Chloromethane (chemical formula: CH3Cl), also known as methyl chloride, is a colourless and odourless (or slightly sweet smelling) gas. Chloromethane does not mix with water, but is soluble in alcohol, chloroform, benzene, carbon tetrachloride and glacial acetic acid.
Chloromethane is a methylating agent used for producing silicones, butyl rubbers, resins, plastics, dyes, perfumes, tetramethyl lead, methyl cellulose, methylene chloride and methyl mercaptan, pesticides, pharmaceuticals, ethers, methyl ethers and reagents in chemical production.
It is also a potent narcotic which has been used as a local anaesthetic.
Chloromethane was also commonly used as a refrigerant (called Freon-40), however this use has largely been discontinued.
The routes of exposure for chloromethane include inhalation, ingestion, skin and eye contact. Ingestion is not considered likely due to the gaseous state of the chemical.
Inhalation of chloromethane may cause inflammation and irritation of the respiratory system as well as other serious and irreversible damage. Chloromethane produces only slight nervous system depression, with severe nausea and vomiting symptoms at first. For more lethal exposures, the brain, lungs, kidneys and liver are all affected.
Other symptoms include headache, dizziness, drowsiness, confusion, sleepiness, tremors, spasms, paralysis, personality changes, blurred vision, increased body temperature and others.
Although chloromethane is not thought to be a skin irritant, prolonged exposure to the skin may result in temporary discomfort and good hygiene practices are recommended to ensure exposure is minimised. Entry into the bloodstream through open cuts and wounds may also lead to other harmful effects. Chloromethane vapours can cause cold burns and frostbite, with symptoms including pins and needles, paleness/numbness, stiffening of the skin and colour changes in the skin.
Due to its gaseous state, it is not likely to cause eye irritation, however direct eye contact with the chemical may cause discomfort, tearing and redness.
If inhaled, remove the patient from the contaminated area to the nearest fresh air source. If the patient is not breathing and you are qualified to do so, perform CPR, preferably with a bag-valve mask device to ensure the safety of the rescuer. Continuously monitor their breathing and pulse. Seek medical attention.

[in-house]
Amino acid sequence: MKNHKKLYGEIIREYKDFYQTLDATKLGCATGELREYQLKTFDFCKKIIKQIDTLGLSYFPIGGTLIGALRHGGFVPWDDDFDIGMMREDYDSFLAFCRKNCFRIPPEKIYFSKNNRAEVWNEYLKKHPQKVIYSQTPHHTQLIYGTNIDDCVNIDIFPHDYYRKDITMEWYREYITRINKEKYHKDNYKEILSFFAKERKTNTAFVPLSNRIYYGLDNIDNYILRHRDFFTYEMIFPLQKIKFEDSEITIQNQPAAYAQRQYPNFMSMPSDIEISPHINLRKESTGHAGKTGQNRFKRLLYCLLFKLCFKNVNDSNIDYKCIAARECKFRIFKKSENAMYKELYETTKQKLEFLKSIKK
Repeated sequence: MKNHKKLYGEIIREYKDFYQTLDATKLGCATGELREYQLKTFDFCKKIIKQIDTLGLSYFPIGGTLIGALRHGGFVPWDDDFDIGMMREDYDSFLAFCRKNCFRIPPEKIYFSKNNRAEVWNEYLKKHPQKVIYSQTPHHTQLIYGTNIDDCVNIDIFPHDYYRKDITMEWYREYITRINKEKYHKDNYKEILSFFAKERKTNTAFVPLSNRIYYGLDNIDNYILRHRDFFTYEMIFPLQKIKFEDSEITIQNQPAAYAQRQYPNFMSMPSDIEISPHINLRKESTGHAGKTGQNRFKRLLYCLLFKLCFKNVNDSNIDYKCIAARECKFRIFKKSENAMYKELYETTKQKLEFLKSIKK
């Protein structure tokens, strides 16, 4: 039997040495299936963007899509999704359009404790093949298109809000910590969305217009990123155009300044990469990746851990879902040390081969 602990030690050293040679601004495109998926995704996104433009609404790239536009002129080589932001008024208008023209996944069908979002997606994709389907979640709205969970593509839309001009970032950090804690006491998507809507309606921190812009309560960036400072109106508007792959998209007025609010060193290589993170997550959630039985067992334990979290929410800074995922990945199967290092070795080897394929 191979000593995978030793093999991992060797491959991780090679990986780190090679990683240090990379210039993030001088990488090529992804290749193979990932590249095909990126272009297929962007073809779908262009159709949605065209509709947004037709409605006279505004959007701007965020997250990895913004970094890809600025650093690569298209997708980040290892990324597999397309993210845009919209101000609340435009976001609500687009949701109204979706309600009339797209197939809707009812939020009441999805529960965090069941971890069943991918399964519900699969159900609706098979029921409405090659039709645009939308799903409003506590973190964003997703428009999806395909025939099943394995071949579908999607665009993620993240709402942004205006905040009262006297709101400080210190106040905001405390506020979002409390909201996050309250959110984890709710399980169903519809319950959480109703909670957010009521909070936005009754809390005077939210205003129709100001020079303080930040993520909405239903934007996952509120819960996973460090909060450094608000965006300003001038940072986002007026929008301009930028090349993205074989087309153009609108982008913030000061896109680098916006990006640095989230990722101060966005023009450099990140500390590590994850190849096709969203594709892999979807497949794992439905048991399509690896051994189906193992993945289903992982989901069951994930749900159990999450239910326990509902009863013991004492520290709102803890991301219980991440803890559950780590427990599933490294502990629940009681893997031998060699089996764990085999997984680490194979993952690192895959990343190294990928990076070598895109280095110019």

If skin exposure occurs, immediately remove all contaminated clothing and footwear and flush the affected area with plenty of soap and running water. In cases of cold burns, or frostbite, move the patient to a warm area before thawing the affected part. The affected area should be bathed in lukewarm water for 10 to 15 minutes. Seek medical attention.
If the chemical is exposed to the eyes, remove the patient from the contaminated area and take to the nearest eye wash station or emergency shower. Open the eyelids wide to allow the chemical to evaporate. Flush the eyes out with fresh running water for at least 15 minutes, remembering to wash under the eyelids. Removal of contact lenses should only be done by a skilled individual. Transport to hospital.
Emergency eyewash fountains should be accessible in the immediate area of the potential exposure to the chemical. Proper ventilation is essential in removing and diluting any air contaminants. If natural ventilation is unavailable, ensure local exhaust is installed.
The PPE recommended when handling chloromethane includes chemical goggles, full face shields, respirators, full body protective suits, safety footwear, protective overalls and cloth or leather gloves.
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